New 'soft' motor made from artificial muscles

February 15, 2012

The electrostatic motor, used more than 200 years ago by Benjamin Franklin to rotisserie a turkey, is making a comeback in a promising new design for motors that is light, soft, and operates without external electronic controllers.

"Perhaps the earliest public demonstration of an electric ," writes a team of researchers from the University of Auckland in New Zealand, "involved the automatic rotation of a turkey on a spit over a fire" at a party put on by Benjamin Franklin in 1749. Franklin's electrostatic motor was self-commutating, meaning that it was able to provide a continuous torque while it turned without requiring external electronics to control its progress. Using artificial muscles, hyper-elastic materials that expand when a charge is applied, the New Zealand team has made a prototype for a self-commutating motor that does not require external electronics or hard metal parts. The researchers describe the device in a paper accepted to the American Institute of Physics' journal .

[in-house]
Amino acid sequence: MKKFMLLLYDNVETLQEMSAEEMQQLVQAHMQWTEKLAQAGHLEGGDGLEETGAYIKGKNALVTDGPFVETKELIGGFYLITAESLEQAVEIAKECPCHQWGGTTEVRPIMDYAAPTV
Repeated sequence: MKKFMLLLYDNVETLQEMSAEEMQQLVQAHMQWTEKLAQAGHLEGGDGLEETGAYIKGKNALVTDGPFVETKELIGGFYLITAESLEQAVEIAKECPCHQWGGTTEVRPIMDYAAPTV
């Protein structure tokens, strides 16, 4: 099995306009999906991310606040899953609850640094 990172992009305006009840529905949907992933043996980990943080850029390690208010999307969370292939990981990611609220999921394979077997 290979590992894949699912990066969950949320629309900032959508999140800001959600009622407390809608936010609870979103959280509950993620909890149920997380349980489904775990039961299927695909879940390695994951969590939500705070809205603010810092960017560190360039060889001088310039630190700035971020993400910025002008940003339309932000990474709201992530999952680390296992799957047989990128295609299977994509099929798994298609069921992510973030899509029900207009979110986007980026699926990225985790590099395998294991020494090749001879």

The team's proof-of-concept motor is controlled with carbon-based switches whose resistances change when they are compressed, which activates artificial muscles that rotate a shaft. The , in turn, are able to activate the switches by their movements. All that is required to operate the device is a direct current input voltage. Among the advantages of these electrostatic motors compared to their harder, bulkier electromagnetic cousins, the authors write, is that they are capable of delivering higher torque, require low currents instead of high, and can have a flatter profile. The new motor in its current state is inefficient, but the authors hope their prototype will open the door to a softer, lighter future for electrostatic motors, with applications in areas such as prosthetics and soft robots – applications well beyond "simply barbecuing poultry."

Explore further: Scientists develop 'clever' artificial hand

More information: "Rotating turkeys and self-commutating artificial muscle motors" is accepted for publication in Applied Physics Letters.

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